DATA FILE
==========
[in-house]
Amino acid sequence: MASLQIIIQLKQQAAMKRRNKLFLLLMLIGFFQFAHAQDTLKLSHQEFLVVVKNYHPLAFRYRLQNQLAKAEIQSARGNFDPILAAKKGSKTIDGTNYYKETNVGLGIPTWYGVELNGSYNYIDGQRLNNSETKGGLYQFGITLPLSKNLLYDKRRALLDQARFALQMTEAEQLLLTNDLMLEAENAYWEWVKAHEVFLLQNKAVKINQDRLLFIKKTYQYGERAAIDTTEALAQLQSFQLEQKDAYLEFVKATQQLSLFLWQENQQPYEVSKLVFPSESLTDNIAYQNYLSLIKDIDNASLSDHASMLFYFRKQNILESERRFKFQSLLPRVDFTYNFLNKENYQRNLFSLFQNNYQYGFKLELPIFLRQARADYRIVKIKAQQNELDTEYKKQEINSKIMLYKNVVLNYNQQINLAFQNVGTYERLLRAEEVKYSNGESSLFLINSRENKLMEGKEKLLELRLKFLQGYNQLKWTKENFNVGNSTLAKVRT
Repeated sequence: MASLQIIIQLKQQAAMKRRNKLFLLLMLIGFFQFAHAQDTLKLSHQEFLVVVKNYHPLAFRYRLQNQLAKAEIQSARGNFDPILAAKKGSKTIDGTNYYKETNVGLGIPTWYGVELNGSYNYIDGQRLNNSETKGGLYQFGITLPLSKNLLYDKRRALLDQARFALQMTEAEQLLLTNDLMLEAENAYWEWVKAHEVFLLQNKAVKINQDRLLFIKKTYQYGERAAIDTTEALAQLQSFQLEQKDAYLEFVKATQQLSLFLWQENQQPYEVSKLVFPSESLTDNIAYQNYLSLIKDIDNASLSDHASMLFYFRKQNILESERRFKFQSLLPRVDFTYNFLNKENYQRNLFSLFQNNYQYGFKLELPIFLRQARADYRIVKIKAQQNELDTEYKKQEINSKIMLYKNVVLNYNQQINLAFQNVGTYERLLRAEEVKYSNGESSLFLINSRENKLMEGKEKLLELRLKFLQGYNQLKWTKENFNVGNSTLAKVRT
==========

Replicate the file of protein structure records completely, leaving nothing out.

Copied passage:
[in-house]
Amino acid sequence: MASLQIIIQLKQQAAMKRRNKLFLLLMLIGFFQFAHAQDTLKLSHQEFLVVVKNYHPLAFRYRLQNQLAKAEIQSARGNFDPILAAKKGSKTIDGTNYYKETNVGLGIPTWYGVELNGSYNYIDGQRLNNSETKGGLYQFGITLPLSKNLLYDKRRALLDQARFALQMTEAEQLLLTNDLMLEAENAYWEWVKAHEVFLLQNKAVKINQDRLLFIKKTYQYGERAAIDTTEALAQLQSFQLEQKDAYLEFVKATQQLSLFLWQENQQPYEVSKLVFPSESLTDNIAYQNYLSLIKDIDNASLSDHASMLFYFRKQNILESERRFKFQSLLPRVDFTYNFLNKENYQRNLFSLFQNNYQYGFKLELPIFLRQARADYRIVKIKAQQNELDTEYKKQEINSKIMLYKNVVLNYNQQINLAFQNVGTYERLLRAEEVKYSNGESSLFLINSRENKLMEGKEKLLELRLKFLQGYNQLKWTKENFNVGNSTLAKVRT
Repeated sequence: MASLQIIIQLKQQAAMKRRNKLFLLLMLIGFFQFAHAQDTLKLSHQEFLVVVKNYHPLAFRYRLQNQLAKAEIQSARGNFDPILAAKKGSKTIDGTNYYKETNVGLGIPTWYGVELNGSYNYIDGQRLNNSETKGGLYQFGITLPLSKNLLYDKRRALLDQARFALQMTEAEQLLLTNDLMLEAENAYWEWVKAHEVFLLQNKAVKINQDRLLFIKKTYQYGERAAIDTTEALAQLQSFQLEQKDAYLEFVKATQQLSLFLWQENQQPYEVSKLVFPSESLTDNIAYQNYLSLIKDIDNASLSDHASMLFYFRKQNILESERRFKFQSLLPRVDFTYNFLNKENYQRNLFSLFQNNYQYGFKLELPIFLRQARADYRIVKIKAQQNELDTEYKKQEINSKIMLYKNVVLNYNQQINLAFQNVGTYERLLRAEEVKYSNGESSLFLINSRENKLMEGKEKLLELRLKFLQGYNQLKWTKENFNVGNSTLAKVRT